Archbishop Sheen, shown here in 1979, was the host of the program “Life Is Worth Living,” watched by millions each week.
Published: June 29, 2012 in the New York Times.
Archbishop Fulton J. Sheen, who died in 1979, does not fit the stereotype of a Roman Catholic saint. Famous for his evangelizing television program in the post-World War II era, he was dramatic and humorous, not humble and retiring. He even won an Emmy.
But this very human man, who lived and worked in New York for much of his life, is on his way to becoming the first male American-born saint. The Vatican on Thursday officially recognized Archbishop Sheen for having “heroic virtues” and granted him the title “venerable.” A church committee will now determine whether it believes that, since his death, Archbishop Sheen has interceded on behalf of someone alive to bring about a miracle, a requirement for the next step on the path to canonization.
For Archbishop’s Sheen’s admirers, the announcement came as an official stamp of approval that meant Archbishop Sheen’s life was worthy of emulation.
“He is the patron saint of media and evangelization,” said the Rev. Robert Barron, whose Illinois-based ministry, Word on Fire, seeks to spread the Gospel through television and the Internet. And the Rev. James Martin, a Jesuit priest who often appears on television, said: “Sainthood has come to the media age. In another couple of years we will have the first Twitter or Facebook saint.”
Archbishop Sheen brought Catholicism into the living rooms of Catholics, Protestants and people of other faiths at a time when anti-Catholic sentiment was still common in the United States. Wearing his full clerical garb, with scarlet cap and robe, he preached and offered simple lessons, like the importance of laughing at oneself. Signing off at the end of his show, “Life Is Worth Living,” he often raised his hands above his head with a performer’s pizazz.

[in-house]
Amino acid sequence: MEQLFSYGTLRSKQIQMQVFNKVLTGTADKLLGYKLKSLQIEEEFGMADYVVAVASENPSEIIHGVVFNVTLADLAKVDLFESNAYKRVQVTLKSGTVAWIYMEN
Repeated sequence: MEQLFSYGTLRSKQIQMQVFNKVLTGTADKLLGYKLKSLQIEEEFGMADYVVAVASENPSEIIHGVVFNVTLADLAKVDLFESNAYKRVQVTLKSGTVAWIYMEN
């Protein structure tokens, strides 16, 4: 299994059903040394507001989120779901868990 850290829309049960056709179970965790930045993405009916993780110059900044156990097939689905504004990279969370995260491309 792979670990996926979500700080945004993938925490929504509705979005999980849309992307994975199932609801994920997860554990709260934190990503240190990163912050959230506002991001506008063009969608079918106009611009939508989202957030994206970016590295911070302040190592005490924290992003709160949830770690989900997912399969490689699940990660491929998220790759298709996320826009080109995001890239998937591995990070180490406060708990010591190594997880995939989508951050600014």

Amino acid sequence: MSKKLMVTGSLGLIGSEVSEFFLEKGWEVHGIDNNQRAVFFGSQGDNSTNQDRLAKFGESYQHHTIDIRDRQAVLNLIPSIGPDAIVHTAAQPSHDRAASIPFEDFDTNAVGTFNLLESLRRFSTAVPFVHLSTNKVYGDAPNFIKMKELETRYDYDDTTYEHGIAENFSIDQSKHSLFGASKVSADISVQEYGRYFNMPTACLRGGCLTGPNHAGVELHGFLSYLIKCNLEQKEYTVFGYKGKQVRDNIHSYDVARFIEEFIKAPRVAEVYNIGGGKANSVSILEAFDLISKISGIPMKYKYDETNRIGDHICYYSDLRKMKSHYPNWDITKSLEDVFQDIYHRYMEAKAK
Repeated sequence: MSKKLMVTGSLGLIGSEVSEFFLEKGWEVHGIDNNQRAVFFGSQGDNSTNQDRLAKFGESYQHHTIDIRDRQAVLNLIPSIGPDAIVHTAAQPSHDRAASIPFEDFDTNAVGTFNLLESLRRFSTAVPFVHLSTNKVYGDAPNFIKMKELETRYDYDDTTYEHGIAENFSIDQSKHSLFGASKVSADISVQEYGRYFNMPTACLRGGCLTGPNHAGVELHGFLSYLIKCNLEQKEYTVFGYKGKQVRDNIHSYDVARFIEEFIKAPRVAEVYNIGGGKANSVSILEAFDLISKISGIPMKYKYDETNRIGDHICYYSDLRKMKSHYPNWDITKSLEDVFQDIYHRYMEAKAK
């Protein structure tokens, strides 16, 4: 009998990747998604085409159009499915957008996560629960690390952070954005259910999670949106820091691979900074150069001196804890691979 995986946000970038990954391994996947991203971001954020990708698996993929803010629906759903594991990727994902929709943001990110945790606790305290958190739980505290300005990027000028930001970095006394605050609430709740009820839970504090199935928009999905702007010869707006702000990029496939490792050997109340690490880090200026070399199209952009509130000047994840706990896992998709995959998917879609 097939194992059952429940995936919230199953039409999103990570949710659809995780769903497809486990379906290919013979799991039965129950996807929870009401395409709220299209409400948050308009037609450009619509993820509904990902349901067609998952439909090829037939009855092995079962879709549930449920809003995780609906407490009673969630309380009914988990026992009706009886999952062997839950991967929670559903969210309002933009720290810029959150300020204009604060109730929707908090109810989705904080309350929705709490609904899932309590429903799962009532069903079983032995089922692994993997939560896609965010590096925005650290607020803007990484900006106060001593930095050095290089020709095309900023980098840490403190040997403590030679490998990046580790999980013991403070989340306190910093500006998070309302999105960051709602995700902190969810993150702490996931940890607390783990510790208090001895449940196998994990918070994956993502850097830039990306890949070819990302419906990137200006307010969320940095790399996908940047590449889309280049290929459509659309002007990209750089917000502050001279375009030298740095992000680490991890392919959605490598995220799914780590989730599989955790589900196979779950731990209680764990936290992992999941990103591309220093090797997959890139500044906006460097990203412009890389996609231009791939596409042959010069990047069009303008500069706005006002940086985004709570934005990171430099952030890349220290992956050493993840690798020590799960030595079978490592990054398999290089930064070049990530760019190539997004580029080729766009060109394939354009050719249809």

The show ran from 1951 to 1957, drawing as many as 30 million people on a weekly basis. “He is, for American Catholics, the leading symbol of what they think of as their golden age,” said John L. Allen Jr., senior correspondent for The National Catholic Reporter. “Catholics were coming out of the ghettos that had been imposed upon them; vocations to the priesthood were booming; schools were thriving. He is the symbol of that self-confidence.”
But the case for his sainthood includes more than his television ministry. Away from the camera, he ran the American branch of the Society for the Propagation of the Faith, which supports Catholic missions globally. Bishop Daniel Jenky of Peoria, Ill., where Archbishop Sheen was ordained as a priest, recounted how Archbishop Sheen spent time reaching out to men in trouble, making frequent visits to prisons and death rows. “He practiced what he preached,” Bishop Jenky said.
Archbishop Sheen eventually got into a public spat over money with Cardinal Francis Spellman, then the leader of New York’s archdiocese, and was assigned in 1966 to the Diocese of Rochester, which he considered an exile. He retired three years later, and turned to scholarly work and book writing. “It is a reminder,” said Mr. Allen of such disagreements, “that saints don’t have to be perfect at everything.”
Since 2002, a committee has been compiling testimony about Archbishop Sheen’s holiness to present to the Vatican. The Rev. Andrew Apostoli, a Franciscan priest who lives at St. Joseph’s Seminary in Yonkers, said he had collected many such stories, including one told by the parents of a child on Staten Island. The girl was in the hospital with a 104-degree fever for two weeks when Archbishop Sheen visited. He blessed the child and told the parents that the fever would break that night; it did.
But the main possible miracle being reviewed by the Vatican involved Bonnie Engstrom, 30, who said she gave birth to a stillborn baby in Goodfield, Ill., two years ago. There had been a knot in the umbilical cord, and when the paramedics arrived and placed him in an ambulance, he showed no signs of life. “I was in shock; I started to shut down,” Ms. Engstrom recalled. She started praying, repeating the name of Fulton Sheen in her head: during her pregnancy, she had watched videos of his preaching on YouTube.
The baby’s heart started after 61 minutes, and today the boy, James Fulton, is a healthy toddler, Ms. Engstrom said. “I believe that Jesus Christ healed my son,” she said, “but that his prayers were an integral part of that happening.”